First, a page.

MANILA, Philippines (UPDATED) – Two days before the firecracker-packed New Year’s eve, cases of firework-related injuries in the country have reached 165 as of Saturday, December 29, the Department of Health (DOH) reported.
According to the surveillance report of the agency’s “Aksyon: Paputok Injury Reduction (APIR)” campaign, 164 were injured by firecrackers, and one was hit by a stray bullet.
The total figure is a big jump from the initial two that were reported when the monitoring began on December 21. However, it is lower compared to the 197 cases recorded during the December 21 to 29, 2011 period.
No fatality has been reported yet, in the meantime. Out of the total number of victims, 5 reportedly underwent amputation due to serious blast injuries, and 27 sustained eye injuries.
Half or 49.7% of the cases recorded so far occurred in the National Capital Region (NCR). Only Region 4-B (MIMAROPA) has not reported any firework-related injury.
Hospitals in NCR that registered the most cases are Jose Memorial Medical Center (15 cases), East Avenue Medical (13 cases), and Mandaluyong City Medical Center (11 cases).
Most of the victims were injured by “piccolo,” the same firecracker that injured the most number of people in 2011, according to the DOH report.
In 2011, a total of 1,021 injuries were recorded through the APIR campaign. Of these cases, 987 were firework-related and 29 were stray bullet injuries. Five were hospitalized after ingesting firecrackers.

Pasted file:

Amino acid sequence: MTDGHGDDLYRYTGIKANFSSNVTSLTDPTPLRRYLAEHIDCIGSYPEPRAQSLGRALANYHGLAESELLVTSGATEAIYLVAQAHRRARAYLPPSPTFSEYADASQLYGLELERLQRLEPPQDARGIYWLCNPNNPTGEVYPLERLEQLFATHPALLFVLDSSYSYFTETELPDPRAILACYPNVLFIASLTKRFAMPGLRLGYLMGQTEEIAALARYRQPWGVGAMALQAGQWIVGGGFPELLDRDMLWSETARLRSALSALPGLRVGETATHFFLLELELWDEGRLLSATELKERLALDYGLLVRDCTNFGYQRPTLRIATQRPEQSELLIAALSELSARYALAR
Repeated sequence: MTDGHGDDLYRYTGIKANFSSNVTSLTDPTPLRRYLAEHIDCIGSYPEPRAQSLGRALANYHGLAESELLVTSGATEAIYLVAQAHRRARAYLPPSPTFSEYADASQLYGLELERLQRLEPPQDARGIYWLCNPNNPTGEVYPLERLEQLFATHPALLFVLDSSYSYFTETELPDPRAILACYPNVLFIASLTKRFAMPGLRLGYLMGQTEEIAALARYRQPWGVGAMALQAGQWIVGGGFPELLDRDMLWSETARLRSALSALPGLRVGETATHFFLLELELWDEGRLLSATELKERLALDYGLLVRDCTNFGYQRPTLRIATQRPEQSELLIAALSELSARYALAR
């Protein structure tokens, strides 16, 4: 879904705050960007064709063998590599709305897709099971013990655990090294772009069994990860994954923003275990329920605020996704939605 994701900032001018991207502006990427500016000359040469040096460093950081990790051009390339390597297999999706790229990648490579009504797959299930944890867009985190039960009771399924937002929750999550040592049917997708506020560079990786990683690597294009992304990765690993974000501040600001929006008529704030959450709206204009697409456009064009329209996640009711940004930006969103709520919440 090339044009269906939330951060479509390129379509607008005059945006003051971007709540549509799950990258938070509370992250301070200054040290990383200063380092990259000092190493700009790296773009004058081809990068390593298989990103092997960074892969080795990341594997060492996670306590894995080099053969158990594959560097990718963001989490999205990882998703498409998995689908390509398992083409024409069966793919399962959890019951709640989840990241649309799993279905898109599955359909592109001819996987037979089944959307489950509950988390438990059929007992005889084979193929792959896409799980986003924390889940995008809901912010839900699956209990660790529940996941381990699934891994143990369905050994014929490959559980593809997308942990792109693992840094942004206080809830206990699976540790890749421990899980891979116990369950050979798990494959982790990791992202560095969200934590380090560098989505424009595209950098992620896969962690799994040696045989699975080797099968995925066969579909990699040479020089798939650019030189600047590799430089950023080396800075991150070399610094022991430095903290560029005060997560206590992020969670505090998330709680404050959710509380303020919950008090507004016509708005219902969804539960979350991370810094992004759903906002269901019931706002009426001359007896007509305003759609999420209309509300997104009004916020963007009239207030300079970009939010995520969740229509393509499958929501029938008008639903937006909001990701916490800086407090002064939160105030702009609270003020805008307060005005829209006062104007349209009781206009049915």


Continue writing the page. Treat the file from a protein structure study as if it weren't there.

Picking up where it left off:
Amputation was required in 58 cases, while 131 cases involved eye injuries.
Three people died due to firework accidents last year, and one was killed by a stray bullet.
In an earlier interview, National Epidemiology Center director Enrique Tayag said they are hoping not to see the same figures in 2011, or else they will consider recommending a partial or total fireworks ban.
Tayag added that they are expecting the number of reported cases to increase on December 31 and January 1.
Safety of children
Based on the DOH record, the “most affected” age group consists of children aged 6 to 10. The agency said 97 of those injured by piccolo are children.
Because of this, DOH director for Metro Manila Eduardo Janairo strongly advised parents to keep their children away from fireworks on New Year’s eve.
“Parents should be held accountable if their children become victims of fireworks injury. They must be the first to educate them about the dangers of playing around with fireworks and to warn them of its consequences,” he said.
Janairo urged everyone “to be responsible and be concerned with safety” especially since most firework-related injuries happen at home and nearby surroundings. “It is best to watch a community fireworks display or better yet to celebrate at home to avoid any injury,” he said. – Rappler.com
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